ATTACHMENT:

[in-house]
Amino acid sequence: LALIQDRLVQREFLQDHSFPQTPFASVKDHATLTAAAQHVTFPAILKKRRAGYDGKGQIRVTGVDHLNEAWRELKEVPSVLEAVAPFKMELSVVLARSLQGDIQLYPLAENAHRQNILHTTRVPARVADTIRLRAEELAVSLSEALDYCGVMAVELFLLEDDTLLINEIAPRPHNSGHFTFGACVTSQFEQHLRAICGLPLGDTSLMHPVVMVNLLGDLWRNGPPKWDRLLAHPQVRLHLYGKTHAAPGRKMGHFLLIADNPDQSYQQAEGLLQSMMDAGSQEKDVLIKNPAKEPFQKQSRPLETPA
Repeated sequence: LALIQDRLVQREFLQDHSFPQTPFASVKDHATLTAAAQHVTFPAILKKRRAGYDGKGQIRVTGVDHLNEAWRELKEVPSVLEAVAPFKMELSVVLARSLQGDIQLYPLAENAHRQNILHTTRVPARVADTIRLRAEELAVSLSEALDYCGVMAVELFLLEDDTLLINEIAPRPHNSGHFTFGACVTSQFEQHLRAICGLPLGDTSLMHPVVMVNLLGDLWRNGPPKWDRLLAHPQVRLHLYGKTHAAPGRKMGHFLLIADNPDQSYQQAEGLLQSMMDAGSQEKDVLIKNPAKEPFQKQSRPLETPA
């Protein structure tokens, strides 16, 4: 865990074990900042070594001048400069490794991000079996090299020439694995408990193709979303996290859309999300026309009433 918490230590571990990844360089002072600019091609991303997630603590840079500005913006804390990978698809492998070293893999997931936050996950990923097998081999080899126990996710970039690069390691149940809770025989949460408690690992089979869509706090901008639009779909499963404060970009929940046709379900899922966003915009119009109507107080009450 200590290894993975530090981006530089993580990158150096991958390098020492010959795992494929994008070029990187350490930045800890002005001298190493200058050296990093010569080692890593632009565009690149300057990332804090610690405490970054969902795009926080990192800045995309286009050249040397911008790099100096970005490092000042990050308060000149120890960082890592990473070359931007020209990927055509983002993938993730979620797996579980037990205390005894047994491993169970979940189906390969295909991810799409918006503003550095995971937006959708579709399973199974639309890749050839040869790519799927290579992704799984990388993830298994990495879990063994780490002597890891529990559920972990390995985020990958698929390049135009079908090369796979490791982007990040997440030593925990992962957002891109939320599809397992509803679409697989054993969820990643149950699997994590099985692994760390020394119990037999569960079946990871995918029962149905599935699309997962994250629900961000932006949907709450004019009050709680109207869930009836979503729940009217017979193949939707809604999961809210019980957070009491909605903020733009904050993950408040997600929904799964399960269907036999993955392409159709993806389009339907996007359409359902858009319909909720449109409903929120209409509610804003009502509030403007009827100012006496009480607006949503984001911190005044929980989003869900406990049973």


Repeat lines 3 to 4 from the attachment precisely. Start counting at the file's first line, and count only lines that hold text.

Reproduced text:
Repeated sequence: LALIQDRLVQREFLQDHSFPQTPFASVKDHATLTAAAQHVTFPAILKKRRAGYDGKGQIRVTGVDHLNEAWRELKEVPSVLEAVAPFKMELSVVLARSLQGDIQLYPLAENAHRQNILHTTRVPARVADTIRLRAEELAVSLSEALDYCGVMAVELFLLEDDTLLINEIAPRPHNSGHFTFGACVTSQFEQHLRAICGLPLGDTSLMHPVVMVNLLGDLWRNGPPKWDRLLAHPQVRLHLYGKTHAAPGRKMGHFLLIADNPDQSYQQAEGLLQSMMDAGSQEKDVLIKNPAKEPFQKQSRPLETPA
């Protein structure tokens, strides 16, 4: 865990074990900042070594001048400069490794991000079996090299020439694995408990193709979303996290859309999300026309009433 918490230590571990990844360089002072600019091609991303997630603590840079500005913006804390990978698809492998070293893999997931936050996950990923097998081999080899126990996710970039690069390691149940809770025989949460408690690992089979869509706090901008639009779909499963404060970009929940046709379900899922966003915009119009109507107080009450 200590290894993975530090981006530089993580990158150096991958390098020492010959795992494929994008070029990187350490930045800890002005001298190493200058050296990093010569080692890593632009565009690149300057990332804090610690405490970054969902795009926080990192800045995309286009050249040397911008790099100096970005490092000042990050308060000149120890960082890592990473070359931007020209990927055509983002993938993730979620797996579980037990205390005894047994491993169970979940189906390969295909991810799409918006503003550095995971937006959708579709399973199974639309890749050839040869790519799927290579992704799984990388993830298994990495879990063994780490002597890891529990559920972990390995985020990958698929390049135009079908090369796979490791982007990040997440030593925990992962957002891109939320599809397992509803679409697989054993969820990643149950699997994590099985692994760390020394119990037999569960079946990871995918029962149905599935699309997962994250629900961000932006949907709450004019009050709680109207869930009836979503729940009217017979193949939707809604999961809210019980957070009491909605903020733009904050993950408040997600929904799964399960269907036999993955392409159709993806389009339907996007359409359902858009319909909720449109409903929120209409509610804003009502509030403007009827100012006496009480607006949503984001911190005044929980989003869900406990049973």